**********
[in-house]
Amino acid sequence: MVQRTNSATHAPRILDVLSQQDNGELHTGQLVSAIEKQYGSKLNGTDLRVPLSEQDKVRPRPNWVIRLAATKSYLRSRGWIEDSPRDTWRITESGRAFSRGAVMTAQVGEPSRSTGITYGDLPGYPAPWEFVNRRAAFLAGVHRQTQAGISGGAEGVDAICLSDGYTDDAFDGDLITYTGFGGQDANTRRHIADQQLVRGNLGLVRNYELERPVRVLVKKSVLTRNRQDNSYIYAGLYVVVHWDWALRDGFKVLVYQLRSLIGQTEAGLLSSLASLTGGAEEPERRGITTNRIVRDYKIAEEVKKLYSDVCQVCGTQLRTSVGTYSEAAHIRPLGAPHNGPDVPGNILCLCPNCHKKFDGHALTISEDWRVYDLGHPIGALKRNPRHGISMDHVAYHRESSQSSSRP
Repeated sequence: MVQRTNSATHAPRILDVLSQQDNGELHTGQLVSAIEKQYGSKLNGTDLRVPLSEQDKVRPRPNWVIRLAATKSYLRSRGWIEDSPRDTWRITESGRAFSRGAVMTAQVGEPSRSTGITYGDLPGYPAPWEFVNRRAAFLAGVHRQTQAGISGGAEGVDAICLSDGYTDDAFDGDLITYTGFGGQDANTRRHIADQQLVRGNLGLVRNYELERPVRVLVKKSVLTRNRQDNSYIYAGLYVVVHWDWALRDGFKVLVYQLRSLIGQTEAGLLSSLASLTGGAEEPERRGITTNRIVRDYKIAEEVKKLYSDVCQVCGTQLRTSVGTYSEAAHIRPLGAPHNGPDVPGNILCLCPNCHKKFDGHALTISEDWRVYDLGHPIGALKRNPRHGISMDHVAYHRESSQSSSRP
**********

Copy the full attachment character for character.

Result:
[in-house]
Amino acid sequence: MVQRTNSATHAPRILDVLSQQDNGELHTGQLVSAIEKQYGSKLNGTDLRVPLSEQDKVRPRPNWVIRLAATKSYLRSRGWIEDSPRDTWRITESGRAFSRGAVMTAQVGEPSRSTGITYGDLPGYPAPWEFVNRRAAFLAGVHRQTQAGISGGAEGVDAICLSDGYTDDAFDGDLITYTGFGGQDANTRRHIADQQLVRGNLGLVRNYELERPVRVLVKKSVLTRNRQDNSYIYAGLYVVVHWDWALRDGFKVLVYQLRSLIGQTEAGLLSSLASLTGGAEEPERRGITTNRIVRDYKIAEEVKKLYSDVCQVCGTQLRTSVGTYSEAAHIRPLGAPHNGPDVPGNILCLCPNCHKKFDGHALTISEDWRVYDLGHPIGALKRNPRHGISMDHVAYHRESSQSSSRP
Repeated sequence: MVQRTNSATHAPRILDVLSQQDNGELHTGQLVSAIEKQYGSKLNGTDLRVPLSEQDKVRPRPNWVIRLAATKSYLRSRGWIEDSPRDTWRITESGRAFSRGAVMTAQVGEPSRSTGITYGDLPGYPAPWEFVNRRAAFLAGVHRQTQAGISGGAEGVDAICLSDGYTDDAFDGDLITYTGFGGQDANTRRHIADQQLVRGNLGLVRNYELERPVRVLVKKSVLTRNRQDNSYIYAGLYVVVHWDWALRDGFKVLVYQLRSLIGQTEAGLLSSLASLTGGAEEPERRGITTNRIVRDYKIAEEVKKLYSDVCQVCGTQLRTSVGTYSEAAHIRPLGAPHNGPDVPGNILCLCPNCHKKFDGHALTISEDWRVYDLGHPIGALKRNPRHGISMDHVAYHRESSQSSSRP